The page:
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7° & RAINY ON SUNDAY 19 AUGUST IN MELBOURNE
By Lewis Fischer
June 02, 2016
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Nighthawks

A no-fuss dive bar preserving the Collingwood of yore.
By Lewis Fischer
June 02, 2016
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Lower Johnston Street — the section beyond Brunswick, Smith and Wellington — has been quietly rallying against the increasing gentrification of Melbourne's inner north. For years, the austere grey streetscape has played the role of a front, while in dark and confined corners, creative minds have grouped together to preserve what's left of that old-Melbourne vibe.

Beyond the ornate western typeface, painted in drop shadow on its large smokey windows, Nighthawks is perhaps the new pièce de résistance in the lower Johnston Street revolution. Step inside and — not unlike a '54 Stratocaster —the letters cast a brilliant yellow-red sunburst over the room.

A cursory glance would nod to creative influences from far-flung places; inside you'll see saloon doors formed from frosted glass, a sizzling record player, a Williams pinball machine from 1979 — imported from Germany and still sporting the 2 Deutsche Mark label over the coin slot — and the venue's heart and soul: a simple wooden bar lined with black leather stools and a well-stocked liquor cabinet.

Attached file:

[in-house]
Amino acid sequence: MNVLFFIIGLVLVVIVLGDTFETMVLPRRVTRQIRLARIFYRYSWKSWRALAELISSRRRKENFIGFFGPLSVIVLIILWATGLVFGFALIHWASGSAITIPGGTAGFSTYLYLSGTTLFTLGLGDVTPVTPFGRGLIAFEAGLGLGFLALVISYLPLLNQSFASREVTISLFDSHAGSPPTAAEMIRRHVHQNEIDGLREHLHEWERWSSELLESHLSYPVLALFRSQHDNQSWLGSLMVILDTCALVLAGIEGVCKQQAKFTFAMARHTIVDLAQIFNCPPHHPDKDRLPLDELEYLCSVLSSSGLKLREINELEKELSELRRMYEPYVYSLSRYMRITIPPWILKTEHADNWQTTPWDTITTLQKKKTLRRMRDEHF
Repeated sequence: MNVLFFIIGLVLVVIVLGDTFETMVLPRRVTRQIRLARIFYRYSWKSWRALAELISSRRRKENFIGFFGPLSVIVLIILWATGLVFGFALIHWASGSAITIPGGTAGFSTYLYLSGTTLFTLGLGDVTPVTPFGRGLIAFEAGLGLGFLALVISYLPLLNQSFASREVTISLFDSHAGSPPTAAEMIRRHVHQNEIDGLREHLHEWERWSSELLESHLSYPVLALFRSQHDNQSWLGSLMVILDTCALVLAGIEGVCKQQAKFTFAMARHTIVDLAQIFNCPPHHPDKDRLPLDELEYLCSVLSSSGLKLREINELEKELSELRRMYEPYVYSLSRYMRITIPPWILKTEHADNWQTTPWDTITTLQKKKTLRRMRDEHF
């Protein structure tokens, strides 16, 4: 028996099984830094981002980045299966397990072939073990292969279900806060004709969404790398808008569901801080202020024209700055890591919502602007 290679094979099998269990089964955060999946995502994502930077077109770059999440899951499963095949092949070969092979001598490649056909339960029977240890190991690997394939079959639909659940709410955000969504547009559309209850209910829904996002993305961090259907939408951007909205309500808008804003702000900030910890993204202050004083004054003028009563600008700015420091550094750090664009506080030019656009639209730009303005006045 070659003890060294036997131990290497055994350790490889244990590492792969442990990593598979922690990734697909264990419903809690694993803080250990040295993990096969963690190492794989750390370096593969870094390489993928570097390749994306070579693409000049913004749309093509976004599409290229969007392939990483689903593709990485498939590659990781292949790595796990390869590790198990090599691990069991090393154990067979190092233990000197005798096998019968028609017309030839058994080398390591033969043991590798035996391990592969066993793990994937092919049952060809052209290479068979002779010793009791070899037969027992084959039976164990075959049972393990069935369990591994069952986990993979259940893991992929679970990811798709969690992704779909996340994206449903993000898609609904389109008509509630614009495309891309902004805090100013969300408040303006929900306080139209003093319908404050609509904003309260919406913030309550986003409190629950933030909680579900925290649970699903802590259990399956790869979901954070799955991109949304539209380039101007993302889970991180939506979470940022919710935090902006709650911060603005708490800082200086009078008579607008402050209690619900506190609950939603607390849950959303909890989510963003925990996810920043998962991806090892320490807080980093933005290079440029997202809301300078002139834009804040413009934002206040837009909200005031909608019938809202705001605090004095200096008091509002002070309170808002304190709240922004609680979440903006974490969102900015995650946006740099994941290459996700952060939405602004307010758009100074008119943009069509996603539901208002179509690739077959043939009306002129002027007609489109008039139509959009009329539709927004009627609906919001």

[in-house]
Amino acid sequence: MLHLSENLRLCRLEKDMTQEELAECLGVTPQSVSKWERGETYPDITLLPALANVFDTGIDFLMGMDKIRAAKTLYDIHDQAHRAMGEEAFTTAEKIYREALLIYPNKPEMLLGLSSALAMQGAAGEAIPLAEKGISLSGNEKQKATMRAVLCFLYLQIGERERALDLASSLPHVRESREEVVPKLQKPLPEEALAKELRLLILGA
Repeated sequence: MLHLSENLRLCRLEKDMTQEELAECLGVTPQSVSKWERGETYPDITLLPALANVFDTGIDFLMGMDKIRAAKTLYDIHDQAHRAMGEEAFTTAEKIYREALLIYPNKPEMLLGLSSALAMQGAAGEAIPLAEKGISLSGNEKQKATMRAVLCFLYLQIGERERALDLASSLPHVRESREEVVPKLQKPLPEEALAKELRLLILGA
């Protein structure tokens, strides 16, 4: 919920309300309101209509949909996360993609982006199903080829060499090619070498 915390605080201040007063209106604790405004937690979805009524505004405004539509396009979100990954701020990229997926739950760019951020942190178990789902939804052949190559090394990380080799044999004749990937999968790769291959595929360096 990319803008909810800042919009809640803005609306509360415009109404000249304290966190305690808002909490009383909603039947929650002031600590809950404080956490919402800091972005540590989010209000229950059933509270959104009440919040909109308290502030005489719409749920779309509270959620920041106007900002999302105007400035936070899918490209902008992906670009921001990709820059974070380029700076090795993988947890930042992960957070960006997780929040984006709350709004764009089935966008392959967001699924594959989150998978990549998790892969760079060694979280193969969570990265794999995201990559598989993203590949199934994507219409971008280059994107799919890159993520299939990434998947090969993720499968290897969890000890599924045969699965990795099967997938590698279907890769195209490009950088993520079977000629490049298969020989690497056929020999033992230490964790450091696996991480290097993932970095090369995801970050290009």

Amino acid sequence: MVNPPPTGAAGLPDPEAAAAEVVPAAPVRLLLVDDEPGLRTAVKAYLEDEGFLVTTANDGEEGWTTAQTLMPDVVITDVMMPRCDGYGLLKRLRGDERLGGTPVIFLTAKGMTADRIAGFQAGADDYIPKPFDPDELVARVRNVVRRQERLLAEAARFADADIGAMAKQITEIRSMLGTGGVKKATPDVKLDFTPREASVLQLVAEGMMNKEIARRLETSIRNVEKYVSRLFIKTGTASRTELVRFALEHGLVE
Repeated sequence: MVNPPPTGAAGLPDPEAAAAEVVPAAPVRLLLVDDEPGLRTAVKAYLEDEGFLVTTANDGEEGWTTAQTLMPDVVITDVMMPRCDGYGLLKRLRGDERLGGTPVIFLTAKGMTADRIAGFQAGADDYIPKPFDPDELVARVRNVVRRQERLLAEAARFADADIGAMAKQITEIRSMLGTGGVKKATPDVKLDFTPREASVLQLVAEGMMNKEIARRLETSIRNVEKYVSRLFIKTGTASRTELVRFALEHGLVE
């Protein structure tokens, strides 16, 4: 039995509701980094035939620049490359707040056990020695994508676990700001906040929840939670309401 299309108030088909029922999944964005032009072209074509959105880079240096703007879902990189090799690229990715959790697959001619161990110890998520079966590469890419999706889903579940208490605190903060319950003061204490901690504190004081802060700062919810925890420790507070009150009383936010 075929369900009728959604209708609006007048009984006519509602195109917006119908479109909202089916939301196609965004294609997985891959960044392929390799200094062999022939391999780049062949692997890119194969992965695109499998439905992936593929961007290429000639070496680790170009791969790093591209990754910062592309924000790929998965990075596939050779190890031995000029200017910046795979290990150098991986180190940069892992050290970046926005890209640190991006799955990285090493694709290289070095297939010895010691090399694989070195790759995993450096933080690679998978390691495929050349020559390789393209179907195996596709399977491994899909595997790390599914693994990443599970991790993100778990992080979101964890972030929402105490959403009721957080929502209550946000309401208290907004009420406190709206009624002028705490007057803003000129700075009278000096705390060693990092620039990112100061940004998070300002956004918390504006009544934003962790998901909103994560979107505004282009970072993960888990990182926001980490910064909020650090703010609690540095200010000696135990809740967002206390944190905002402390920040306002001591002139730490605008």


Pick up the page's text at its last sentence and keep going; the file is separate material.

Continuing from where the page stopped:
Nighthawks could well fit in on the streets of Osaka or San Francisco — or behind an unmarked door in a Berlin back-alley — but there is something about this place that is uniquely Melbourne. It's the kind of place Nick Cave would have drunk at in the '80s (back when you could still see him play with The Birthday Party, and probably for around $10). It captures the essence of old Fitzroy and Collingwood, back when it was still an affordable area to the artists, musicians and poets who lived and performed there.

Sharing a wall with Bluebird Espresso, and across the road from the Bendigo Hotel, Nighthawks is in good company. It's also the perfect middle ground for when you want to sip on a whisky, enjoy a pint, or just sit back, relax and take in the soothing cracks and pops of a spinning piece of pressed black wax.

Nighthawks may be the new kid on the block, but it feels a bit like a friend's place you've been hanging out in for years. The front bar plays host to regular intimate live performances, while the heated rear beer garden doubles as an outdoor pop-up cinema every second Wednesday night. You can even order pizza from across the road — as long as you play nice. You wouldn't be a jerk at a friend's house, so as the Nighthawks dictum states: be nice or leave.

Images: Lewis Fischer. 

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